Open Access Research article

A broad survey reveals substitution tolerance of residues ligating FeS clusters in [NiFe] hydrogenase

Isaac T Yonemoto, Benjamin R Clarkson, Hamilton O Smith and Philip D Weyman*

  • * Corresponding author: Philip D Weyman

  • † Equal contributors

Author Affiliations

Department of Synthetic Biology and Bioenergy, J. Craig Venter Institute, 4120 Capricorn Lane, La Jolla, CA 92037, USA

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BMC Biochemistry 2014, 15:10  doi:10.1186/1471-2091-15-10

Published: 17 June 2014



In order to understand the effects of FeS cluster attachment in [NiFe] hydrogenase, we undertook a study to substitute all 12 amino acid positions normally ligating the three FeS clusters in the hydrogenase small subunit. Using the hydrogenase from Alteromonas macleodii “deep ecotype” as a model, we substituted one of four amino acids (Asp, His, Asn, Gln) at each of the 12 ligating positions because these amino acids are alternative coordinating residues in otherwise conserved-cysteine positions found in a broad survey of NiFe hydrogenase sequences. We also hoped to discover an enzyme with elevated hydrogen evolution activity relative to a previously reported “G1” (H230C/P285C) improved enzyme in which the medial FeS cluster Pro and the distal FeS cluster His were each substituted for Cys.


Among all the substitutions screened, aspartic acid substitutions were generally well-tolerated, and examination suggests that the observed deficiency in enzyme activity may be largely due to misprocessing of the small subunit of the enzyme. Alignment of hydrogenase sequences from sequence databases revealed many rare substitutions; the five substitutions present in databases that we tested all exhibited measurable hydrogen evolution activity. Select substitutions were purified and tested, supporting the results of the screening assay. Analysis of these results confirms the importance of small subunit processing. Normalizing activity to quantity of mature small subunit, indicative of total enzyme maturation, weakly suggests an improvement over the “G1” enzyme.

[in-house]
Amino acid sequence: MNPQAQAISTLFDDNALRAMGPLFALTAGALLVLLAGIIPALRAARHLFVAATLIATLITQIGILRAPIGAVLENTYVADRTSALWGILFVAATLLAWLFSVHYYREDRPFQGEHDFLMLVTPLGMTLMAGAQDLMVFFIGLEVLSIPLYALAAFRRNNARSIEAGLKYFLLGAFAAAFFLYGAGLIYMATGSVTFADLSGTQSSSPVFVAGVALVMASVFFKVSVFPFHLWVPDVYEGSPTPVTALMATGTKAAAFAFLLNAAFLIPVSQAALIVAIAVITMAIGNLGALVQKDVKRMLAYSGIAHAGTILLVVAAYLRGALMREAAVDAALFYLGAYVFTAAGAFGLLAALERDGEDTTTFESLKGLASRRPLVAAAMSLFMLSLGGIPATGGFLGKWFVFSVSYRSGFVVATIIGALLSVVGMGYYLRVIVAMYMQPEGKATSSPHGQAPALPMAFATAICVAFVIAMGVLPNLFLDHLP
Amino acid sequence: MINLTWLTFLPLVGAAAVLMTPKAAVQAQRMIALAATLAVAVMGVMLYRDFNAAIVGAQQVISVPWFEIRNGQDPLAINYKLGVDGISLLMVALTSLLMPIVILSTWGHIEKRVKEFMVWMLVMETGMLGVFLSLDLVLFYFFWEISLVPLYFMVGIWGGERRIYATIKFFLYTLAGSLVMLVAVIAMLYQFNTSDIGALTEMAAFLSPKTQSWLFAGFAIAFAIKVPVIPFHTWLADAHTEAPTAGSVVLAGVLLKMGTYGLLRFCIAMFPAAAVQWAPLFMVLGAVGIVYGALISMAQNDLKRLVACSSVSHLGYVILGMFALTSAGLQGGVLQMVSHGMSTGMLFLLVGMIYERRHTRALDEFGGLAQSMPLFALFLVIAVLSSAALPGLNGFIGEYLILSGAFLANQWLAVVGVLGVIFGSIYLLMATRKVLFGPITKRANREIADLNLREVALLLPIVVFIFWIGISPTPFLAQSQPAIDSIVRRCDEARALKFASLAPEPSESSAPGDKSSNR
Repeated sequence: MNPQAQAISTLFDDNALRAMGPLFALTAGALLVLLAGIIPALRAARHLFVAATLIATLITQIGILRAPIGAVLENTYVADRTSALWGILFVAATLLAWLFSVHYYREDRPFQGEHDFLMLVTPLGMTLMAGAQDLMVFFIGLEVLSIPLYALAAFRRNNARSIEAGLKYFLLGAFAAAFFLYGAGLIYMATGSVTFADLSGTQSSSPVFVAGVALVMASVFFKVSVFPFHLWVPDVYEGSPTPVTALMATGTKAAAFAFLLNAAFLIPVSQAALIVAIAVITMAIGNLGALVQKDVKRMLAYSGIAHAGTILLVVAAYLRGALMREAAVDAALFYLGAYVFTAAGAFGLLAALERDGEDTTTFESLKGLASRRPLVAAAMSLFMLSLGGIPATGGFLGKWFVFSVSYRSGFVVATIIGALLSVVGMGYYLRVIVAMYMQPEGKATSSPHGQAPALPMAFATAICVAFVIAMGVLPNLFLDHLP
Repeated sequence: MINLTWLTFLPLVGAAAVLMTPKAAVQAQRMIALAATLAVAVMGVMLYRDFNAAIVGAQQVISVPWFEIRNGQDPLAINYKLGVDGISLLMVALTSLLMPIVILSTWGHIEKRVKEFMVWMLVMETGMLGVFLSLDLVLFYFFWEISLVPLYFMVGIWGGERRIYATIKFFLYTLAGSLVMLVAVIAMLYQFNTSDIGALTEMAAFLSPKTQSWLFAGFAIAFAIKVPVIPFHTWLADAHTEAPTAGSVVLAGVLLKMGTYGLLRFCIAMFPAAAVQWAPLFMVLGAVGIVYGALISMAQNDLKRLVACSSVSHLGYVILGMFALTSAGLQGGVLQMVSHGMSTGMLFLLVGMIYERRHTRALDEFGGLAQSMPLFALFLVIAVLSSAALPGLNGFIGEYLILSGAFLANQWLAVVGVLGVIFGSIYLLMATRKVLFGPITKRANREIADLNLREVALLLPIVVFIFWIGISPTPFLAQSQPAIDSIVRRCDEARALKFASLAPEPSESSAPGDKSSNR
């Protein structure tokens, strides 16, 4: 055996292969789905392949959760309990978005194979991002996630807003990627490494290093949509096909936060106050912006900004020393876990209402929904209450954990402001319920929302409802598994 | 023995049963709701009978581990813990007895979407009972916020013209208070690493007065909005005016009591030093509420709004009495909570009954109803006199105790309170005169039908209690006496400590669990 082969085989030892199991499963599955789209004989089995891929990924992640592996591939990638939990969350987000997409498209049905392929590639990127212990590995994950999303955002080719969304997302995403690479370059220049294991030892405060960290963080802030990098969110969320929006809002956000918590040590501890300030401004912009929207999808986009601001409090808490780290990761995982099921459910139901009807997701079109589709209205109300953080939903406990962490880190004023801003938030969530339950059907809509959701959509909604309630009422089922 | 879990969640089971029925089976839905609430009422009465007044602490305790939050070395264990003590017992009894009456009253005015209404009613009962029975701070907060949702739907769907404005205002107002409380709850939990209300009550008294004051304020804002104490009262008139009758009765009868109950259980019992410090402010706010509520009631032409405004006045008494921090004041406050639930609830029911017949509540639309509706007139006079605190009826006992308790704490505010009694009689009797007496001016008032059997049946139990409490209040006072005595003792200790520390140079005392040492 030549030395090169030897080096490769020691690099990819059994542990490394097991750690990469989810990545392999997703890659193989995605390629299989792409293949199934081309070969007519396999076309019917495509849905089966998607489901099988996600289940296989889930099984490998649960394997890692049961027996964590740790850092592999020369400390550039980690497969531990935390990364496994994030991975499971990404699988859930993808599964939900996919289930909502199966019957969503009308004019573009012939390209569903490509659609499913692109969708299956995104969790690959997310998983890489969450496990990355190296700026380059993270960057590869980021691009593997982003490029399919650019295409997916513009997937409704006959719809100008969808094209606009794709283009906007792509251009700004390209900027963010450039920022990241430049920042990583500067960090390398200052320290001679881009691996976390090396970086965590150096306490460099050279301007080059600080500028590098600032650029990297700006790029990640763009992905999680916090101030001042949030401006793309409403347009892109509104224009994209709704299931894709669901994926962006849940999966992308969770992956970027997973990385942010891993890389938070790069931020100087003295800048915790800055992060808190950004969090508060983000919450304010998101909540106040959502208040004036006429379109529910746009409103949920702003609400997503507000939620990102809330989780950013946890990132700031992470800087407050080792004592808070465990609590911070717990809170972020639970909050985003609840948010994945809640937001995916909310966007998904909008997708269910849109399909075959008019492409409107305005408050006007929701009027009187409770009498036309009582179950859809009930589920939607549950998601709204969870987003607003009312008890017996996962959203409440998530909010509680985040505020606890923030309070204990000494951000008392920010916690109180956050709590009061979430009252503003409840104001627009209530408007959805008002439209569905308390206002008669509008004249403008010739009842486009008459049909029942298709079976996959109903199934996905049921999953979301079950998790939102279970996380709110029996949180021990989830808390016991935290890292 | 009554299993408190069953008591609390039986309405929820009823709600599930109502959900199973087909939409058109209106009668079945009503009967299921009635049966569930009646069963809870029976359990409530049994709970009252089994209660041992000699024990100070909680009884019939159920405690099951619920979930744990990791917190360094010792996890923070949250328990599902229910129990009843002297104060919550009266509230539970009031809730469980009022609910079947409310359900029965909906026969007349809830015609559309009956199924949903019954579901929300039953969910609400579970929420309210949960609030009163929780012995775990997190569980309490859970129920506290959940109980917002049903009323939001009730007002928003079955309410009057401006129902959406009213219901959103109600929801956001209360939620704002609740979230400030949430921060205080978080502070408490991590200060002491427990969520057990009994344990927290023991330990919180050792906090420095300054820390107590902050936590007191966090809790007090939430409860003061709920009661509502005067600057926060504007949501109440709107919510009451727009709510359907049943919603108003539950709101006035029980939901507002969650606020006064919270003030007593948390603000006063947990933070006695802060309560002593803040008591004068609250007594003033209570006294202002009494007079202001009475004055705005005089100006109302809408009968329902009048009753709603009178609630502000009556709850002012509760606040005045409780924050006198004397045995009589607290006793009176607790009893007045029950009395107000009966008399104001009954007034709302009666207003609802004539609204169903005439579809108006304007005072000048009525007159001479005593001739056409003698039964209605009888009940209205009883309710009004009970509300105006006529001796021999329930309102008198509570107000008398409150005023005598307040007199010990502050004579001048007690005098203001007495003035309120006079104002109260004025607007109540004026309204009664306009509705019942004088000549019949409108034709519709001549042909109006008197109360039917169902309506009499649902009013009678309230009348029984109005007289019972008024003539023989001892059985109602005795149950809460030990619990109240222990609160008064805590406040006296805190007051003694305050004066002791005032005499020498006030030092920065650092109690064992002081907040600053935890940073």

We have comprehensively screened 48 amino acid substitutions of the hydrogenase from A. macleodii “deep ecotype”, to understand non-canonical ligations of amino acids to FeS clusters and to improve hydrogen evolution activity of this class of hydrogenase. Our studies show that non-canonical ligations can be functional and also suggests a new limiting factor in the production of active enzyme.

[NiFe] hydrogenase; Iron-sulfur cluster; Alteromonas macleodii deep ecotype